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What is Moxa?

Moxa (or moxibustion) is a therapy that is used widely in traditional East Asian medicine particularly in China, Korea and Japan.

 

As its raw material, it normally uses the wild herb mugwort (Artemisia argyii, princeps or vulgaris), a plant that grows in temperate climates across the Northern Hemisphere. Despite its ordinary appearance, this plant and its close relatives have remarkable medicinal properties and have been important in the herbal medicine of many cultures for thousands of years. Mugwort leaves are whitish underneath due to their many tiny hairs which contain aromatic oils. Due to the therapeutic and antibacterial properties of the essential oils and tannins in the leaves, tinctures and topical applications have been traditionally used to treat many conditions including digestive problems, infections, fevers, sore throat and parasitic worms. The dried leaves are also used as insect repellent, and in ancient folklore were hung in doorways to ward off evil spirits.

 

Within East Asian medicine, however, mugwort has been used in a different and unique way: it is smouldered. To enable this, the mugwort leaves are dried, ground and repeatedly sieved to remove the fibrous material. Progressive stages of refinement and ageing provide different grades of a soft, fluffy substance and it is this that’s called moxa. The purest Japanese grades (which are used by Moxafrica) are very fine-textured and yellow, containing large amounts of essential oils.

 

When moxa is smouldered it releases both heat and volatile oils – this process, known as “moxibustion”, is normally done either close to or directly on the skin and provides various therapeutic effects. Historical and archaeological records going back to around 400BC suggest that moxibustion actually probably predates the development of acupuncture in China, with the two therapies used alongside each other for the last two millennia. What’s more, moxa is still widely used in China and is still an integral part of any traditional acupuncture practice.

 

There are, however, many different traditional ways of using moxa. Coarse moxa may be rolled in paper to form a cigar-like stick, for example, which is then lit and held above the skin to provide a gentle radiating warmth, similar to an infra-red lamp (the most commonly used method today). Alternatively, an inserted acupuncture needle can be heated by fixing a Malteser-sized ball of moxa to its handle, providing extra relief for conditions such as back pain and sciatica than acupuncture on its own.

Over recent centuries in Japan, however, the practice of smouldering tiny grains of pure grade moxa directly on the skin surface developed to a particularly sophisticated level. This may at first sound primitive or even barbaric, but when done correctly it need not be painful nor cause burns. In fact, most people do not find it uncomfortable, and actually enjoy it. Tiny pieces (the size of a half a rice grain) is burnt down at a controlled peak temperature to a fine point on the skin. When applied regularly at appropriate places on the body, this practice has been found to be very beneficial for both circulation and general health and can also frequently relieve painful conditions like arthritis.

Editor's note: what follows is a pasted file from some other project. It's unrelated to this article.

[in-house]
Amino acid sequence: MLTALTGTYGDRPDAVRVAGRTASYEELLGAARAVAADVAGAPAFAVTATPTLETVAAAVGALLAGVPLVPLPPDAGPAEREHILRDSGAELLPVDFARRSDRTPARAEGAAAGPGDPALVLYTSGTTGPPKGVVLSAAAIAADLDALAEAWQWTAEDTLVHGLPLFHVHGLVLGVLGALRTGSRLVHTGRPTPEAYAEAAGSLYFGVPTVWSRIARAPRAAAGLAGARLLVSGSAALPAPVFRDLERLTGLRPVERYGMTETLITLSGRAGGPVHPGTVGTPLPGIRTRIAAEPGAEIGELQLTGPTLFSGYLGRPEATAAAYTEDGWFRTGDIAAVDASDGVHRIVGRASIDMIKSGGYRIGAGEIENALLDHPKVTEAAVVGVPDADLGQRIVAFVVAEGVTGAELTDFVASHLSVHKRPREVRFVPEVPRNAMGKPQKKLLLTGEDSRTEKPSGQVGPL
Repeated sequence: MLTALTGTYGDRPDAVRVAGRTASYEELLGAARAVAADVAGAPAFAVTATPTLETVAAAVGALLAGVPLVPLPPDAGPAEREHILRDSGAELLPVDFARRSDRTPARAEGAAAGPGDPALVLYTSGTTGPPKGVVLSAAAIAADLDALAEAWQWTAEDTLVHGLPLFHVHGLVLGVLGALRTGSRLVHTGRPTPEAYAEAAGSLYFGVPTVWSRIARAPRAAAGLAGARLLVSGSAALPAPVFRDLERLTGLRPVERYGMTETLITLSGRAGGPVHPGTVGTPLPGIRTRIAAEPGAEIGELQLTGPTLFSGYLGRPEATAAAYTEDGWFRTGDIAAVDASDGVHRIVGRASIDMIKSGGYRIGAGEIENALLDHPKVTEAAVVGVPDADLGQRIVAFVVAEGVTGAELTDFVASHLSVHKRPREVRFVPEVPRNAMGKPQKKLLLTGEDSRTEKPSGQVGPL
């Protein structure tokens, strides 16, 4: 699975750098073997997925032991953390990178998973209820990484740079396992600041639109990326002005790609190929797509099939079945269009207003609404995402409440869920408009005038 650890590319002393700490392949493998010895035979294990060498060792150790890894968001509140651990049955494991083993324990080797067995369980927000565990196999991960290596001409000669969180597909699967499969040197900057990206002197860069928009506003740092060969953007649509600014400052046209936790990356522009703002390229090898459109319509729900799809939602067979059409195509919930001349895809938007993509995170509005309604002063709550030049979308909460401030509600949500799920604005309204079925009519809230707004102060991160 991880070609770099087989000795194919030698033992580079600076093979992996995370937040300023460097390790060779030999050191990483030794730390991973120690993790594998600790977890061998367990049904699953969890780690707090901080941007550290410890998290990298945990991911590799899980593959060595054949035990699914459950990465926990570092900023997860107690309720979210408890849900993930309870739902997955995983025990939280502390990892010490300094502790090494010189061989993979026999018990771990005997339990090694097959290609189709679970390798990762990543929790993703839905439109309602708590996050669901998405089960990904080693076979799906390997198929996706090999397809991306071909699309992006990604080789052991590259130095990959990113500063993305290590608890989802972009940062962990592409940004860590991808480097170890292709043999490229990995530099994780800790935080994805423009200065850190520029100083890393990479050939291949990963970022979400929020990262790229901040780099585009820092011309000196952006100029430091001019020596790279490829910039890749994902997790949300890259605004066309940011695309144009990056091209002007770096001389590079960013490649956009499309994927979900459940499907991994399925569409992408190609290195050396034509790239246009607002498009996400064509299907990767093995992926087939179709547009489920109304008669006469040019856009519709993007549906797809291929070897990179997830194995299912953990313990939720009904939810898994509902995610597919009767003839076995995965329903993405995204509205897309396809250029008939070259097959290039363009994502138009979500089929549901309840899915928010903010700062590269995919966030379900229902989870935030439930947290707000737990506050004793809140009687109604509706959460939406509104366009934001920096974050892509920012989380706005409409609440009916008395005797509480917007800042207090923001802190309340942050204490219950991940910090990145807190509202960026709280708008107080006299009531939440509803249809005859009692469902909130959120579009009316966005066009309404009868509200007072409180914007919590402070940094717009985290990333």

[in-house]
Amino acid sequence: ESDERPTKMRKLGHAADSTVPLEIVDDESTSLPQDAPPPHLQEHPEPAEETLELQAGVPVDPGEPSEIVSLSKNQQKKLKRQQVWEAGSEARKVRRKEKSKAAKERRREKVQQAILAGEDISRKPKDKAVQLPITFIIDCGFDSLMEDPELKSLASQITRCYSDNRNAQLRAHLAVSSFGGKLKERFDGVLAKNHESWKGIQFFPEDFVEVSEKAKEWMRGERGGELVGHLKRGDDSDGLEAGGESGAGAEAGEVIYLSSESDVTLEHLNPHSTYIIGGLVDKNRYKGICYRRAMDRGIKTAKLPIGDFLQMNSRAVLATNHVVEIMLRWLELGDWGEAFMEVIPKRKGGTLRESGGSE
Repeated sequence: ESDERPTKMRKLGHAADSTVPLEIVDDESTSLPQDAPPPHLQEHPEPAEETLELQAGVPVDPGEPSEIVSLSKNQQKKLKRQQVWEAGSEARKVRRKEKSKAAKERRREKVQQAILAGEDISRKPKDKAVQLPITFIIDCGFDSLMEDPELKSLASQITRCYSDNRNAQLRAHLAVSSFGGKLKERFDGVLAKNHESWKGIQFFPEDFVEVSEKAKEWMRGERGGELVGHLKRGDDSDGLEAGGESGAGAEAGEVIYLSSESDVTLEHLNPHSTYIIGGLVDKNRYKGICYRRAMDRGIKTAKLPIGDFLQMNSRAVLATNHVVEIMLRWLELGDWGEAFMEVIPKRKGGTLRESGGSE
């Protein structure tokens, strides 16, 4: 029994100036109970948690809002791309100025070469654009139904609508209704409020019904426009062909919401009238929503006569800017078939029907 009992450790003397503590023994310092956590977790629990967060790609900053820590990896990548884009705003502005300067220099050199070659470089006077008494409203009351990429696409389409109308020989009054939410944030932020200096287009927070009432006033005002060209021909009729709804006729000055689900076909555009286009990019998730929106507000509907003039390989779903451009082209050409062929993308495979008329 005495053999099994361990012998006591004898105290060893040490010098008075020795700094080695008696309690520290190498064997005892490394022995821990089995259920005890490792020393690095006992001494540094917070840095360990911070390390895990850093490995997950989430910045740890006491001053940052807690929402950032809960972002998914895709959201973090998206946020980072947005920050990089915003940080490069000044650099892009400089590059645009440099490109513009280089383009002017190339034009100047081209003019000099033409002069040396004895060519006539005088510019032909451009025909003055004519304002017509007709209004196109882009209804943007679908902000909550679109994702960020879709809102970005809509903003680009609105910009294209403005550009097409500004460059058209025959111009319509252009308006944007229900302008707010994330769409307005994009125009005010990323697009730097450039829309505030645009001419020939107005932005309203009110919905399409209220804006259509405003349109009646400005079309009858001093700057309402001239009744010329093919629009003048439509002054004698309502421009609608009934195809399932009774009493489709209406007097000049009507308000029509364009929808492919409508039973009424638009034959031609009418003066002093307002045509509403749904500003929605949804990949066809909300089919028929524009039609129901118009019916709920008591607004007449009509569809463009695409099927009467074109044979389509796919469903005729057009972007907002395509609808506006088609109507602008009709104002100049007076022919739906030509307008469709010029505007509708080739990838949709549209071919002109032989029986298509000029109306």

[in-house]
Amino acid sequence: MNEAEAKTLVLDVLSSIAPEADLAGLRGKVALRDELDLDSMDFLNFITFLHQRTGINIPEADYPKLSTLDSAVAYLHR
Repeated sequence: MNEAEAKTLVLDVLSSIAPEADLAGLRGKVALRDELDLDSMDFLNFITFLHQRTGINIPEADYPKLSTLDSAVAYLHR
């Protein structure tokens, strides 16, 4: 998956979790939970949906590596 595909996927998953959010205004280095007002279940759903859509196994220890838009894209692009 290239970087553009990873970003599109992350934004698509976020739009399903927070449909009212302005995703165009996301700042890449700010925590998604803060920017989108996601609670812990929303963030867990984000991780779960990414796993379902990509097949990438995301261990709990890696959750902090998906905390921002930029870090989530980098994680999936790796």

More recently, medical research in Japan has shown that tiny amounts of tissue injury caused by such small cone direct moxa can have beneficial effects on the blood and immune system. Japanese moxa therapists used specific points on the body for centuries to treat a very wide range of conditions and to improve general health and stamina with some dramatic claims made for the benefits of moxa for longevity. More recently, however, Dr Shimetaro Hara (1883-1991) was a particular medically trained proponent for regular moxa use and was also an active researcher. He is documented, interestingly, as surviving to the age of 108, for the last few weeks of his life holding the cherished official title of “oldest male in Japan”. As well as being a moxa proponent, however, he also researched its effects developing elegant experiments to demionstyarte its effect of white and red  blood cell counts. During the 1930s, before antibiotics, he was using moxa in Japan to successfully treat many severe illnesses which included TB (this was before any TB drugs were available) and reported significantly improved recoveries in his patients which he proposed occurred because of improved ‘host’ immunity. 

 

His work inspired the foundation of the Moxafrica charity which was  set up in 2008 to investigate whether this therapy might help when the TB drugs were failing because of drug-resistance, particularly where medical infrastructures are poor. Since then the charity has re-ignited his research with some significant results in improving MDR-TB recovery rates, as well as increasing the speed of recoveries and even preventing activation of tuberculosis after infection. All of these findings were the result is small daily doses of moxa at specific points, cumulatively creating what appears to have been a beneficial effect. 

 

Assuming that these positive findings were the result of moxa therapy strengthening the immune response to a chronic respiratory infection (and also probably a rallying of the innate human capacity to recover from illness) the charity is now determined to investigate with all its available resources whether it may be able to do something similar for those suffering from Long COVID (or PASC).

To find out more please visit the ‘100 Day Moxa Challenge’ page.

And if you are interested in enrolling while places are still available, please email 100daymoxachallenge@gmail.com to find out more.